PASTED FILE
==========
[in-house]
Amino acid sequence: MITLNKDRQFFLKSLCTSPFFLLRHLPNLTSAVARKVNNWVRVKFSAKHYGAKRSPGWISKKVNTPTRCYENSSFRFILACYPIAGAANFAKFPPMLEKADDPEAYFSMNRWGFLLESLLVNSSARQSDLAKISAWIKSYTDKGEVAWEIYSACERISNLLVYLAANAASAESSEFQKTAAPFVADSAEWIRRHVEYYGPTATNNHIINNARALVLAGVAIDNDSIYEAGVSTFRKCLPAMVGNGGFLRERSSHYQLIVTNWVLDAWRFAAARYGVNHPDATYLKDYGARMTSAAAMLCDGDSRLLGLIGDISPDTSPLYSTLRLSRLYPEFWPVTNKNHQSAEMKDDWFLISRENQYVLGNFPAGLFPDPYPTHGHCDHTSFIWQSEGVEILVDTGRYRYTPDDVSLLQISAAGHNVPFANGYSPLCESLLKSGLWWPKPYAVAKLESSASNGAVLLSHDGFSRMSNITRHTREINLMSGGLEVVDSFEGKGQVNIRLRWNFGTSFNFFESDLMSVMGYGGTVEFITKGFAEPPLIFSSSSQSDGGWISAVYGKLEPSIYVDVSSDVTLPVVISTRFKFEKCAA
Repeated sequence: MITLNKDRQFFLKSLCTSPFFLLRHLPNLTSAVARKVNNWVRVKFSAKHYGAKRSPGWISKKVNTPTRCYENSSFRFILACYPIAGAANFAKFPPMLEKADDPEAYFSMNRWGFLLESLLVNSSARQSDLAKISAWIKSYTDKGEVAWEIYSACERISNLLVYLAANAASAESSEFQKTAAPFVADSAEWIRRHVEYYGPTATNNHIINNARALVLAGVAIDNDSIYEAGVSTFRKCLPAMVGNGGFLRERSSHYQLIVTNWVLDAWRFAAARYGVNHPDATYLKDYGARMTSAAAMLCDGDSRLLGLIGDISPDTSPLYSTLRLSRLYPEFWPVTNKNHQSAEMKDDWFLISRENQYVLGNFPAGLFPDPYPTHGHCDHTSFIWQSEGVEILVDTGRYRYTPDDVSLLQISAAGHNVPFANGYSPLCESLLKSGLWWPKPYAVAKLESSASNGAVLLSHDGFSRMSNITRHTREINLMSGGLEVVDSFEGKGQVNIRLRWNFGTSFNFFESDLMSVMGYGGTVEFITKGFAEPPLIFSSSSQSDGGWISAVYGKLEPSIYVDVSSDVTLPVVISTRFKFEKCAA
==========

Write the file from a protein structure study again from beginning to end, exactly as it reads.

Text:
[in-house]
Amino acid sequence: MITLNKDRQFFLKSLCTSPFFLLRHLPNLTSAVARKVNNWVRVKFSAKHYGAKRSPGWISKKVNTPTRCYENSSFRFILACYPIAGAANFAKFPPMLEKADDPEAYFSMNRWGFLLESLLVNSSARQSDLAKISAWIKSYTDKGEVAWEIYSACERISNLLVYLAANAASAESSEFQKTAAPFVADSAEWIRRHVEYYGPTATNNHIINNARALVLAGVAIDNDSIYEAGVSTFRKCLPAMVGNGGFLRERSSHYQLIVTNWVLDAWRFAAARYGVNHPDATYLKDYGARMTSAAAMLCDGDSRLLGLIGDISPDTSPLYSTLRLSRLYPEFWPVTNKNHQSAEMKDDWFLISRENQYVLGNFPAGLFPDPYPTHGHCDHTSFIWQSEGVEILVDTGRYRYTPDDVSLLQISAAGHNVPFANGYSPLCESLLKSGLWWPKPYAVAKLESSASNGAVLLSHDGFSRMSNITRHTREINLMSGGLEVVDSFEGKGQVNIRLRWNFGTSFNFFESDLMSVMGYGGTVEFITKGFAEPPLIFSSSSQSDGGWISAVYGKLEPSIYVDVSSDVTLPVVISTRFKFEKCAA
Repeated sequence: MITLNKDRQFFLKSLCTSPFFLLRHLPNLTSAVARKVNNWVRVKFSAKHYGAKRSPGWISKKVNTPTRCYENSSFRFILACYPIAGAANFAKFPPMLEKADDPEAYFSMNRWGFLLESLLVNSSARQSDLAKISAWIKSYTDKGEVAWEIYSACERISNLLVYLAANAASAESSEFQKTAAPFVADSAEWIRRHVEYYGPTATNNHIINNARALVLAGVAIDNDSIYEAGVSTFRKCLPAMVGNGGFLRERSSHYQLIVTNWVLDAWRFAAARYGVNHPDATYLKDYGARMTSAAAMLCDGDSRLLGLIGDISPDTSPLYSTLRLSRLYPEFWPVTNKNHQSAEMKDDWFLISRENQYVLGNFPAGLFPDPYPTHGHCDHTSFIWQSEGVEILVDTGRYRYTPDDVSLLQISAAGHNVPFANGYSPLCESLLKSGLWWPKPYAVAKLESSASNGAVLLSHDGFSRMSNITRHTREINLMSGGLEVVDSFEGKGQVNIRLRWNFGTSFNFFESDLMSVMGYGGTVEFITKGFAEPPLIFSSSSQSDGGWISAVYGKLEPSIYVDVSSDVTLPVVISTRFKFEKCAA